Bladder exstrophy repair is surgery to repair a birth defect of the bladder. The bladder is inside out. It sticks out of the abdominal wall. The pelvic bones are also separated.
Bladder exstrophy repair involves two surgeries. The first surgery is to repair the bladder. The second one is to attach the pelvic bones to each other.
The first surgery separates the exposed bladder from the abdomen wall. The bladder is then closed. The bladder neck and urethra are repaired. A flexible, hollow tube called a catheter is placed to drain urine from the bladder. This is placed through the abdominal wall. A second catheter is left in the urethra to promote healing.
The second surgery, pelvic bone surgery, may be done along with the bladder repair. It may also be delayed for weeks or months.
A third surgery may be needed if there is a bowel defect.
Why the Procedure is Performed
The surgery is recommended for children who are born with bladder exstrophy. This defect occurs more often in boys and is often linked to other birth defects.
Surgery is necessary to:
- Allow the child to develop normal urinary control
- Avoid future problems with sexual function
- Improve the child's physical appearance (genitals will look more normal)
- Prevent infection that could harm the kidneys
Sometimes, the bladder is too small at birth. In this case, the surgery will be delayed until the bladder has grown. These newborns are sent home on antibiotics. The bladder, which is outside the abdomen, must be kept moist.
It can take months for the bladder to grow to the right size. The infant will be followed closely by a medical team. The team decides when the surgery should take place.
Before the Procedure
Most bladder exstrophy repairs are done when your child is only a few days old, before leaving the hospital. In this case, the hospital staff will prepare your child for the surgery.
If the surgery was not done when your child was a newborn, your child may need the following tests at the time of surgery:
- Urine test (urine culture and urinalysis) to check your child's urine for infection and to test kidney function
- Blood tests (complete blood count, electrolytes, and kidney tests)
- Record of urine output
- X-ray of your child's lower stomach and bones
- Ultrasound of your child's kidneys
Always tell your child's health care provider what medicines your child is taking. Also let them know about the medicines or herbs you bought without a prescription.
Ten days before the surgery, your child may be asked to stop taking aspirin, ibuprofen, warfarin (Coumadin), and any other medicines. These medicines make it hard for the blood to clot. Ask your provider which drugs your child should still take on the day of the surgery.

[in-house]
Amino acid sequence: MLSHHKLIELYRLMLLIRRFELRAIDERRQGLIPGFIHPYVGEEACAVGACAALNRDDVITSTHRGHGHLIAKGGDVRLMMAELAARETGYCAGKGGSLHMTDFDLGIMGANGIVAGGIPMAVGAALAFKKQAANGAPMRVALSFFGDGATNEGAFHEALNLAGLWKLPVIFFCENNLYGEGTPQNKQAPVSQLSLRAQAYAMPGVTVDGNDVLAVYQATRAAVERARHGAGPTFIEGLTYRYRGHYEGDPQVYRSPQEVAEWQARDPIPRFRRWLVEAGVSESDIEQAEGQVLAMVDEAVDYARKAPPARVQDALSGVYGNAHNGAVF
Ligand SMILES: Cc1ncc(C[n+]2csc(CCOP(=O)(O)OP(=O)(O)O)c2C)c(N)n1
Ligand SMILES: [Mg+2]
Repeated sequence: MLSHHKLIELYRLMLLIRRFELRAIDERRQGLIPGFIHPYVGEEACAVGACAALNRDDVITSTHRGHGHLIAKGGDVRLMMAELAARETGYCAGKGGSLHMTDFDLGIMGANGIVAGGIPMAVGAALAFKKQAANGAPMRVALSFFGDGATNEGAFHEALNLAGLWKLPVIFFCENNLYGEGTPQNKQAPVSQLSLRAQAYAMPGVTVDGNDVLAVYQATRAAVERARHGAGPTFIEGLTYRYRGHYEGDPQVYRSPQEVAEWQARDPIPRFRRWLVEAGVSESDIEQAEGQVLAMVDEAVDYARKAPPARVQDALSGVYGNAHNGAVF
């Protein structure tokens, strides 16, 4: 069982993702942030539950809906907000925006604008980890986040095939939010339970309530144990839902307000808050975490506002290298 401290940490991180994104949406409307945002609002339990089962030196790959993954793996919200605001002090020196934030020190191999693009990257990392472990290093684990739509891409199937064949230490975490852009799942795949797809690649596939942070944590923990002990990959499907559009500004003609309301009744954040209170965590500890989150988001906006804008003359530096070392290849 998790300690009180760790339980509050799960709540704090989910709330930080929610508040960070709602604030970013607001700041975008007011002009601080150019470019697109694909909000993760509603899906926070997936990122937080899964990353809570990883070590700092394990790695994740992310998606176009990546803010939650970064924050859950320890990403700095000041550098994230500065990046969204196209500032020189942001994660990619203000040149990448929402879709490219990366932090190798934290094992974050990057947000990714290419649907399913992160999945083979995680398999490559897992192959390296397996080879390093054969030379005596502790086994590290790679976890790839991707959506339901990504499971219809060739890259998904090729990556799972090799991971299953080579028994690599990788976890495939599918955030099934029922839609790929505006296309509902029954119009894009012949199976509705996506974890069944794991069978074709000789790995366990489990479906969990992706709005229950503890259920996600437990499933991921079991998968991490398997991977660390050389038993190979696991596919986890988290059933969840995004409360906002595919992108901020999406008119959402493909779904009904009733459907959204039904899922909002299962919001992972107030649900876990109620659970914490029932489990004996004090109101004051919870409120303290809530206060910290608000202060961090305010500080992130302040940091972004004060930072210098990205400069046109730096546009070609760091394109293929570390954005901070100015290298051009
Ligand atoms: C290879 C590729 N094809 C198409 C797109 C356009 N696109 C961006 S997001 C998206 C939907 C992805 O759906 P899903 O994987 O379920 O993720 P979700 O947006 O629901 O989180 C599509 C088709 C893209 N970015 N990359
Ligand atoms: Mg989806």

On the day of the surgery:
- Your child will usually be asked not to drink or eat anything for several hours before the surgery.
- Give the drugs your child's provider told you to give with a small sip of water.
- Your child's provider will tell you when to arrive.
After the Procedure
After pelvic bone surgery, your child will need to be in a lower body cast or sling for 4 to 6 weeks. This helps the bones heal.
After the bladder surgery, your child will have a tube that drains the bladder through the stomach wall (suprapubic catheter). This will be in place for 3 to 4 weeks.
Your child will also need pain management, wound care, and antibiotics. The providers will teach you about these things before you leave the hospital.
Due to the high risk of infection, your child will need to have a urinalysis and urine culture at every well-child visit. At the first signs of an illness, these tests may be repeated. Some children take antibiotics on a regular basis to prevent infection.
Urinary control most often happens after the neck of the bladder is repaired. This surgery is not always successful. The child may need to repeat the surgery later on.
Even with repeat surgery, a few children will not have control of their urine. They may need catheterization.
Bladder birth defect repair; Everted bladder repair; Exposed bladder repair; Repair of bladder exstrophy
Elder JS. Anomalies of the bladder. In: Kliegman RM, Stanton BF, St. Geme JW, Schor NF, eds. Nelson Textbook of Pediatrics. 20th ed. Philadelphia, PA: Elsevier; 2016:chap 541.
Gearhart JP, Mathews R. Exstrophy-epispadias complex. In: Wein AJ, Kavoussi LR, Partin AW, Peters CA, eds. Campbell-Walsh Urology. 11th ed. Philadelphia, PA: Elsevier; 2016:chap 139.
Review Date 5/23/2016
Updated by: Jennifer Sobol, DO, urologist with the Michigan Institute of Urology, West Bloomfield, MI. Review provided by VeriMed Healthcare Network. Also reviewed by David Zieve, MD, MHA, Isla Ogilvie, PhD, and the A.D.A.M. Editorial team.